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Relations

This is an extension of the data modeling chapter that discusses relations in the data model definition in detail.

The examples on this page are based on this schema file:

// schema.prisma

datasource mysql {
  url      = "file:data.db"
  provider = "sqlite"
}

model User {
  id        Int      @id
  posts     Post[]
  profile   Profile?
}

model Profile {
  id   Int    @id
  user User
}

model Post {
  id         Int        @id
  author     User
  categories Category[]
}

model Category {
  id    Int    @id
  posts Post[]
}

enum Role {
  USER
  ADMIN
}

Note that here all scalars and embeds have been removed from the example data model so you can focus on the relations.

It contains the following relations:

  • 1:1: User <-> Profile
  • 1:n: User <-> Post
  • m:n: Post <-> Category

The @relation attribute

The @relation attribute disambiguates relationships when needed.

It has the following signature:

@relation(_name: String?, references: Identifier[]?, onDelete: OnDeleteEnum?)
  • references (optional): List of field names to reference.
  • name (optional): Defines the name of the relationship. If this a m:m-relation, the name also determines the name of the relation table in the underlying database.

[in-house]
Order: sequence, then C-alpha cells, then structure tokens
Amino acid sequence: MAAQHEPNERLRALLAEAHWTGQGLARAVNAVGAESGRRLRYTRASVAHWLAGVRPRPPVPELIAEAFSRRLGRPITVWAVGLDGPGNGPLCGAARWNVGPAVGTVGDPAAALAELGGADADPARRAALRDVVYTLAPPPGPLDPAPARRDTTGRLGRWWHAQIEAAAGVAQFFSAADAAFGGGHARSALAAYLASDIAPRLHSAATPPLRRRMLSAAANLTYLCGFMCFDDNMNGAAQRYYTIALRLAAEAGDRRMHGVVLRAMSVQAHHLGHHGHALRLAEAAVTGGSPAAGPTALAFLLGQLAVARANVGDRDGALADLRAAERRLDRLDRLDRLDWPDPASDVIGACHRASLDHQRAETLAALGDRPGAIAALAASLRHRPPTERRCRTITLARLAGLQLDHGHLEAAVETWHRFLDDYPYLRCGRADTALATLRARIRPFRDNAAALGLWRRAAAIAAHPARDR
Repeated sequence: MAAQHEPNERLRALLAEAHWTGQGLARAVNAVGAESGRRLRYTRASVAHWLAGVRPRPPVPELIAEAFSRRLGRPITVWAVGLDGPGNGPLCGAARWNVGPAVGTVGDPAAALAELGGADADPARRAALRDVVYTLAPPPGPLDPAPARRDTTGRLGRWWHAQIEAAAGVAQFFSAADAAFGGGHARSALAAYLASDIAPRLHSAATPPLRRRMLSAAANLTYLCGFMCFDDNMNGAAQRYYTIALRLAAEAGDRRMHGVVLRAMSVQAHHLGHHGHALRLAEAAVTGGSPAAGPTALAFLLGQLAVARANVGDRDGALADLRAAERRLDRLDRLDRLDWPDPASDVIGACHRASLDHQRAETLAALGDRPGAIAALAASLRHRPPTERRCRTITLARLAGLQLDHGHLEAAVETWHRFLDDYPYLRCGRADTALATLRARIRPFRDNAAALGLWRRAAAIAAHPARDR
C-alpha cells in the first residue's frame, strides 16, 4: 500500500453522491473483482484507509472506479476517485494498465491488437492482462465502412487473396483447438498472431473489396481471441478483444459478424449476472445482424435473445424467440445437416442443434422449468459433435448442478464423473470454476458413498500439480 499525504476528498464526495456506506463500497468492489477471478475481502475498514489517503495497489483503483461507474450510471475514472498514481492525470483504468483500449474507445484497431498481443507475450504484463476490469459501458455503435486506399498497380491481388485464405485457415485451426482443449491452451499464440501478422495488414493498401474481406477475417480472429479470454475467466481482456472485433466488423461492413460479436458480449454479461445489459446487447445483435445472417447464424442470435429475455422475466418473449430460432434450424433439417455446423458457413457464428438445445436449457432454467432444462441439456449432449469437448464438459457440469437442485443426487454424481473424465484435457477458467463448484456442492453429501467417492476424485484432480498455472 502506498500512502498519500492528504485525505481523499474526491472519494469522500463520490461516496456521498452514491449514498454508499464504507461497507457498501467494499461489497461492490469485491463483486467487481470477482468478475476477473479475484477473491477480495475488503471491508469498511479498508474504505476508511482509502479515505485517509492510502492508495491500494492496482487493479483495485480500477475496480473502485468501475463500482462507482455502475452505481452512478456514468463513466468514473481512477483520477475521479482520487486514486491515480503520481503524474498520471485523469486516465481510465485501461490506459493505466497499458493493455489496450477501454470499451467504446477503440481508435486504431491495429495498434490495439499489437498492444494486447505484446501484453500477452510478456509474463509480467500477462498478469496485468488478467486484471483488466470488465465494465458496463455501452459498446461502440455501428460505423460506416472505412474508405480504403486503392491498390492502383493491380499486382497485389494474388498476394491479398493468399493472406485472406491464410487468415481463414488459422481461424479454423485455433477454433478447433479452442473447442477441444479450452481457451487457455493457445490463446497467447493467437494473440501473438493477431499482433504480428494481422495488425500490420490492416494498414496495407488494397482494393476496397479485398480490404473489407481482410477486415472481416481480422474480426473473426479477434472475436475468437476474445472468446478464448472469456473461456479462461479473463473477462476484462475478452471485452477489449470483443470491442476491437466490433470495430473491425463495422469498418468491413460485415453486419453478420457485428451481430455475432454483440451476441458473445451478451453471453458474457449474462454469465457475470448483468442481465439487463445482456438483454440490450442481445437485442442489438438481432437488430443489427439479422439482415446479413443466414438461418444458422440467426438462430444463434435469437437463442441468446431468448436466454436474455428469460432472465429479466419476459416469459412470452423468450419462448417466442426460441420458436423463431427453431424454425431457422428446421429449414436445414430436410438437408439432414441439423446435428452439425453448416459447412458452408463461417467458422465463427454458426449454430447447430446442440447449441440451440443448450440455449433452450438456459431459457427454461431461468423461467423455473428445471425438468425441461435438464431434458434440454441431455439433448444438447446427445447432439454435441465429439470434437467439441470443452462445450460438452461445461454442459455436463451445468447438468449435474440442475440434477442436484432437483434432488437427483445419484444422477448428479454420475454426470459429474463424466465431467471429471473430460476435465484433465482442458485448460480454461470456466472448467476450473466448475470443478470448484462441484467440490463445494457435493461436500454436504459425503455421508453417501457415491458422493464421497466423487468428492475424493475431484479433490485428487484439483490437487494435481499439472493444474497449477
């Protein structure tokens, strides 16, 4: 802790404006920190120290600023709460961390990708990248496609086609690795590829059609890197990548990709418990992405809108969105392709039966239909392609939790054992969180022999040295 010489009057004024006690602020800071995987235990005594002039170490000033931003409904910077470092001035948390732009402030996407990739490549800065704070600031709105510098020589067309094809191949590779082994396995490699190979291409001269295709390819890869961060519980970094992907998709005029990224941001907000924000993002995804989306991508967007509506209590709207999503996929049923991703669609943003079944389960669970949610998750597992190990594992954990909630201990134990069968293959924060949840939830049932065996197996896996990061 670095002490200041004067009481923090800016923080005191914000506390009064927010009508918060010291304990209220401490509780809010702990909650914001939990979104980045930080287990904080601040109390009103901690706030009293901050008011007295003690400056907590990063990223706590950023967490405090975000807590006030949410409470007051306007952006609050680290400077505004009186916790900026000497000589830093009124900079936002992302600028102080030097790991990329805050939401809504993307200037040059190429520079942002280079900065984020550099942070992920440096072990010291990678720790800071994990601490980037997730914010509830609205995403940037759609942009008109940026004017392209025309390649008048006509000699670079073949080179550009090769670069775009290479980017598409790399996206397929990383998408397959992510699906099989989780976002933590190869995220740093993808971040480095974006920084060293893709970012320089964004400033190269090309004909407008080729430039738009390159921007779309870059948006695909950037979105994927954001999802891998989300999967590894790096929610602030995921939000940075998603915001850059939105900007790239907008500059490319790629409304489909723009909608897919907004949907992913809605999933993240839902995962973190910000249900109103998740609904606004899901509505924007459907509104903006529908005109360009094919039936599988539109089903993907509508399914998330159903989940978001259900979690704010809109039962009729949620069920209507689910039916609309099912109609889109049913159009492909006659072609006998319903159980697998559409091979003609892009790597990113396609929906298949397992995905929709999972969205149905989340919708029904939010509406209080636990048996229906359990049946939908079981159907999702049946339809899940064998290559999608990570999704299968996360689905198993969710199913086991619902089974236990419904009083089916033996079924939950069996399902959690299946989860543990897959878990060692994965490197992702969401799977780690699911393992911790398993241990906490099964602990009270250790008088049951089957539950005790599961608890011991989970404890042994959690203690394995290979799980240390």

• onDelete (optional): Defines what to do when the referenced relation is deleted.
    • NONE (default): Set the field to null.
    • CASCADE: Also delete this entry.

Note: Cascading deletes are not yet implemented. You can track the progress of this feature in this GitHub issue.

1:1

The return value on both sides is a nullable single value. Prisma prevents accidentally storing multiple records in the relation.

model User {
  id        Int      @id
  profile   Profile?
}

model Profile {
  id   Int    @id
  user User
}

For 1:1 relationships, it doesn't matter on which side you store the foreign key. Prisma has a convention that the foreign key is added to the model which appears first alphanumerically in your data model. In the example above, that's the Profile model.

Under the hood, the models looks like this:

User
id integer
Profile
id integer
user integer